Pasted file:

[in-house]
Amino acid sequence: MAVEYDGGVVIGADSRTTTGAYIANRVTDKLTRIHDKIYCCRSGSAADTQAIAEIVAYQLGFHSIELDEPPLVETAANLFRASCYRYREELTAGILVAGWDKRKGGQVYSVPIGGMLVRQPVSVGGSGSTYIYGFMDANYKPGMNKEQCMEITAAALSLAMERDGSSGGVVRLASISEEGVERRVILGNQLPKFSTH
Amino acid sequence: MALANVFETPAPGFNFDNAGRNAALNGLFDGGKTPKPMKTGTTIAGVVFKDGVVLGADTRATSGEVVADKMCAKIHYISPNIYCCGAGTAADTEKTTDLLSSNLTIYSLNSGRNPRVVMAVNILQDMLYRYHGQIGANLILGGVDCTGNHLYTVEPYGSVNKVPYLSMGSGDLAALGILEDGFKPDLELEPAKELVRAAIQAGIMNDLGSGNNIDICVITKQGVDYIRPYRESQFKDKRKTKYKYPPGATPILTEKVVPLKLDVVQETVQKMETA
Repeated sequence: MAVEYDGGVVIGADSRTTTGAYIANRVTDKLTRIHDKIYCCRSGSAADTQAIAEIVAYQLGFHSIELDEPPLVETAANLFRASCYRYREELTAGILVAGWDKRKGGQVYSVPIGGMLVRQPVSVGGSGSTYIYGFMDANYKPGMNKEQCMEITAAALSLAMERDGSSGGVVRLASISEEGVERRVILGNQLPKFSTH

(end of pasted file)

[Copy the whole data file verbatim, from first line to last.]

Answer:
[in-house]
Amino acid sequence: MAVEYDGGVVIGADSRTTTGAYIANRVTDKLTRIHDKIYCCRSGSAADTQAIAEIVAYQLGFHSIELDEPPLVETAANLFRASCYRYREELTAGILVAGWDKRKGGQVYSVPIGGMLVRQPVSVGGSGSTYIYGFMDANYKPGMNKEQCMEITAAALSLAMERDGSSGGVVRLASISEEGVERRVILGNQLPKFSTH
Amino acid sequence: MALANVFETPAPGFNFDNAGRNAALNGLFDGGKTPKPMKTGTTIAGVVFKDGVVLGADTRATSGEVVADKMCAKIHYISPNIYCCGAGTAADTEKTTDLLSSNLTIYSLNSGRNPRVVMAVNILQDMLYRYHGQIGANLILGGVDCTGNHLYTVEPYGSVNKVPYLSMGSGDLAALGILEDGFKPDLELEPAKELVRAAIQAGIMNDLGSGNNIDICVITKQGVDYIRPYRESQFKDKRKTKYKYPPGATPILTEKVVPLKLDVVQETVQKMETA
Repeated sequence: MAVEYDGGVVIGADSRTTTGAYIANRVTDKLTRIHDKIYCCRSGSAADTQAIAEIVAYQLGFHSIELDEPPLVETAANLFRASCYRYREELTAGILVAGWDKRKGGQVYSVPIGGMLVRQPVSVGGSGSTYIYGFMDANYKPGMNKEQCMEITAAALSLAMERDGSSGGVVRLASISEEGVERRVILGNQLPKFSTH